WKU makes effort to retain struggling students

Kaely Holloway

In a new effort to encourage student retention, the Enrollment Management Office is reaching out to students to keep them engaged in school for the spring semester.

Through various social outlets, including Facebook, Twitter and student-to-student phone calls, the office has actively helped more than 500 students become more confident for the start of spring semester classes.


Joelle Davis Carter, vice president of Academic Advising, Brian Meredith, associate vice president of enrollment and 15 student workers, along with efforts of the entire office, started their work to reach these students on Jan. 7.

“[We’re] mainly trying to support students; Enrollment Management can help them,” Meredith said. “We want to be there for students. They can come see us to help counsel through challenges.”

Challenges and struggles vary from student to student. Specific challenges, such as a student being homesick, having financial problems, struggling socially or having academic issues, were identified based on results from the Mapworks, surveys sophomores and freshmen took throughout the first semester.

Questions in the survey asked students to rate their experiences with academics, finances and other issues to generate feedback for the department. Each student was given a different flag based on a color-coded scale.

Green was the most positive result, with yellow, red and double red following appropriately. Green flags indicate no problems with the student, financially, emotionally or academically. Yellow indicated some minimal struggle in one or other areas. Red and double red flags indicated much struggle in one or other areas.

Red and double red flags put those with the outreach efforts on alert, as those are students potentially not returning due to their specific reasons, which could range from financial to academic to social. Those students will receive calls from the student workers, who will check and see if any aid can be provided and ask general questions based on the student’s results. Many have already received such calls.

“We want to emphasize that color [of the flag] does not relate to success,” Carter said. “A student can be very successful in all of their courses, but still receive a red or double red flag. The determination of the flag color takes in other factors and issues.”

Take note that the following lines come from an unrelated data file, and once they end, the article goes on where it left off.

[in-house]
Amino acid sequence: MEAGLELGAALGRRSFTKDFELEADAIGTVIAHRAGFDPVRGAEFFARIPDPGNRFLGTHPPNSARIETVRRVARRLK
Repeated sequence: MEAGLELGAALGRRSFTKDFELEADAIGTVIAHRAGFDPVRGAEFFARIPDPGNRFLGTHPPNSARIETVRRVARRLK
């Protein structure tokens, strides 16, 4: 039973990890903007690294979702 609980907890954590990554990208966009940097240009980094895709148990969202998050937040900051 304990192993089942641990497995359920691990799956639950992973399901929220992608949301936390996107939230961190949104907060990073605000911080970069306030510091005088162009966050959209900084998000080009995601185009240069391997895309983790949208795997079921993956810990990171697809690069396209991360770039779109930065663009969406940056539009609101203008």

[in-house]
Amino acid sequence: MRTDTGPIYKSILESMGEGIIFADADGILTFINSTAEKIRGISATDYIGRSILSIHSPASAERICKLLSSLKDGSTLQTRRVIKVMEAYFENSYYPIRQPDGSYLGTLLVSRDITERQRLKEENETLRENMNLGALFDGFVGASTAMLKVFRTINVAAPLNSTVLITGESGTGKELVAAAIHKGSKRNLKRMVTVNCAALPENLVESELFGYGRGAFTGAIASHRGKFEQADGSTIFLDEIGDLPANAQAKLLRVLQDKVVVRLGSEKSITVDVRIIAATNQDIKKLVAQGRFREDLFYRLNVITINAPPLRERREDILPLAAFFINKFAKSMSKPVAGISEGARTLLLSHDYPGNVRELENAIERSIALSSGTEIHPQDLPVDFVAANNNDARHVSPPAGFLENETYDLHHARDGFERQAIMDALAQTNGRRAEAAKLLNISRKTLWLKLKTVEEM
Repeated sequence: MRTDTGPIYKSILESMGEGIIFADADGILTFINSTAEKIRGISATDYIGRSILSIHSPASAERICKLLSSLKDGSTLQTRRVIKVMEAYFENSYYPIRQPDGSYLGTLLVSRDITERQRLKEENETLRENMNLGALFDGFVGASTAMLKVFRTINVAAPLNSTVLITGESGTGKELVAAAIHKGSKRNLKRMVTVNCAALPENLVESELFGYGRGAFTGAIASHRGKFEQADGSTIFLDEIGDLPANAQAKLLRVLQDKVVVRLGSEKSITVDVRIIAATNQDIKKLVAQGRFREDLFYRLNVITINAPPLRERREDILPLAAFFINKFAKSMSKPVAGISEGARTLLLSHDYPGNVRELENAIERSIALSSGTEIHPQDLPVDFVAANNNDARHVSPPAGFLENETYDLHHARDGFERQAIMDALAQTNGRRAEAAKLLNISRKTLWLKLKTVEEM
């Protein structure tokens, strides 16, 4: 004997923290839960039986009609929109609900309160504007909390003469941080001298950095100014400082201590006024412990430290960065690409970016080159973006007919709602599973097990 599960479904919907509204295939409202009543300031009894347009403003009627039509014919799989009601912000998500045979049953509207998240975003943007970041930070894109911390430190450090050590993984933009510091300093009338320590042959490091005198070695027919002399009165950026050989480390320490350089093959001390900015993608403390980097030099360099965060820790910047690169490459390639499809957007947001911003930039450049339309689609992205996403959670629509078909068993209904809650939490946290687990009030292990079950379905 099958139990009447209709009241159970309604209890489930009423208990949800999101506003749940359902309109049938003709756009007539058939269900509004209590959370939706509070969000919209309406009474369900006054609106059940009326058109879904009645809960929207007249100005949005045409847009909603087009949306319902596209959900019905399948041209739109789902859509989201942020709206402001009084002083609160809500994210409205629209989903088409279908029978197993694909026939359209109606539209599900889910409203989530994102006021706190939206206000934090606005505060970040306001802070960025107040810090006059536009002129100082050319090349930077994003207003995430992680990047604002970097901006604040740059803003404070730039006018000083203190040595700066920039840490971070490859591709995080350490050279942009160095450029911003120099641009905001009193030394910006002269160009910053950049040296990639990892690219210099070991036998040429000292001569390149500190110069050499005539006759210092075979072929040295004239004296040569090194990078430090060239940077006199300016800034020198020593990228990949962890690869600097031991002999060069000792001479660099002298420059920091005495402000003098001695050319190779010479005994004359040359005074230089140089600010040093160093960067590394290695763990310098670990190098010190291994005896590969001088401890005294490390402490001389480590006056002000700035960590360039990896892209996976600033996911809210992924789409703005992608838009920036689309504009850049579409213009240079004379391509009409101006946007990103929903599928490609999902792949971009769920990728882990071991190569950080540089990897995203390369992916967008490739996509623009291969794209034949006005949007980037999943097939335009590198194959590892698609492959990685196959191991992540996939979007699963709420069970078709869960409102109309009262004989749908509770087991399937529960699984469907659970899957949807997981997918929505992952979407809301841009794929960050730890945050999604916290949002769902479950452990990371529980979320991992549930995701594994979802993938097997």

The issues Carter mentioned could potentially be homesickness, financial issues or other personal problems.

Meredith said that some financial help can be given, as appropriate, to those students needing it. Extensions and similar options can be discussed for financially struggling students if other options, such as financial aid and scholarships, have failed.

“It’s a collective effort in Enrollment Management,” Meredith said. “It’s a concerted effort making sure we’ve done everything we can to help students progress towards graduation.”

Carter is also getting the team involved in social media outreach. She has started a hashtag on Twitter, #drcartercares, and a Twitter account, @joellecarter, so students can interact with her, asking questions and advice, on a relatable level. Students can tweet questions about scholarship information and academic advising to her, or the hashtag.

“I answer questions, tweet in-demand information and re-tweet info from other departments or professors for students,” Carter said. “It’s tweeting for a purpose.”

Meredith is assisting in another Twitter account, @WKUem, for the Office of Enrollment Management. He tweets pictures and information about studying abroad, among other things.

Carter is working with Career Services to find new ways to show students that success in their major results in success in their career, including encouraging students to join LinkedIn, a social networking site for careers.

This is Carter’s first year in her position and she has spent much of the first semester going around campus talking to the Student Government Association and other student organizations to get in touch with the student body for these efforts.

“It’s a long break and we don’t want on-the-fence students to decide against returning,” Carter said. “We plan on becoming more structured and organized in our efforts throughout the spring and summer.”